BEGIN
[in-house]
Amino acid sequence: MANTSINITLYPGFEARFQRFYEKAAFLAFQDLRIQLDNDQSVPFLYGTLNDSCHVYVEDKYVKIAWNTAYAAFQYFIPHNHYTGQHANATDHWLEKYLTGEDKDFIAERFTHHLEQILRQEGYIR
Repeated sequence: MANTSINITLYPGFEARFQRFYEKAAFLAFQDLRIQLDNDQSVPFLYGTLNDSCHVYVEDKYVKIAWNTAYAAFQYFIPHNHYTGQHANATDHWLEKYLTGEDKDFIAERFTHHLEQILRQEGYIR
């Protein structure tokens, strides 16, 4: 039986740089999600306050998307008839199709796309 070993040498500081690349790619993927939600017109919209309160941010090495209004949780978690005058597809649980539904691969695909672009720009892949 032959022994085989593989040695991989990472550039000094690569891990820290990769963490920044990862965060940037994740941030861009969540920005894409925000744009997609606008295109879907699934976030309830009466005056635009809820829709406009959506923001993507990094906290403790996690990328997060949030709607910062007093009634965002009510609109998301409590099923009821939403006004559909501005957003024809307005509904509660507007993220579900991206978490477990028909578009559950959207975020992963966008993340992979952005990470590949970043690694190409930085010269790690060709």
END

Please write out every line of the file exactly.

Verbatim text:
[in-house]
Amino acid sequence: MANTSINITLYPGFEARFQRFYEKAAFLAFQDLRIQLDNDQSVPFLYGTLNDSCHVYVEDKYVKIAWNTAYAAFQYFIPHNHYTGQHANATDHWLEKYLTGEDKDFIAERFTHHLEQILRQEGYIR
Repeated sequence: MANTSINITLYPGFEARFQRFYEKAAFLAFQDLRIQLDNDQSVPFLYGTLNDSCHVYVEDKYVKIAWNTAYAAFQYFIPHNHYTGQHANATDHWLEKYLTGEDKDFIAERFTHHLEQILRQEGYIR
């Protein structure tokens, strides 16, 4: 039986740089999600306050998307008839199709796309 070993040498500081690349790619993927939600017109919209309160941010090495209004949780978690005058597809649980539904691969695909672009720009892949 032959022994085989593989040695991989990472550039000094690569891990820290990769963490920044990862965060940037994740941030861009969540920005894409925000744009997609606008295109879907699934976030309830009466005056635009809820829709406009959506923001993507990094906290403790996690990328997060949030709607910062007093009634965002009510609109998301409590099923009821939403006004559909501005957003024809307005509904509660507007993220579900991206978490477990028909578009559950959207975020992963966008993340992979952005990470590949970043690694190409930085010269790690060709």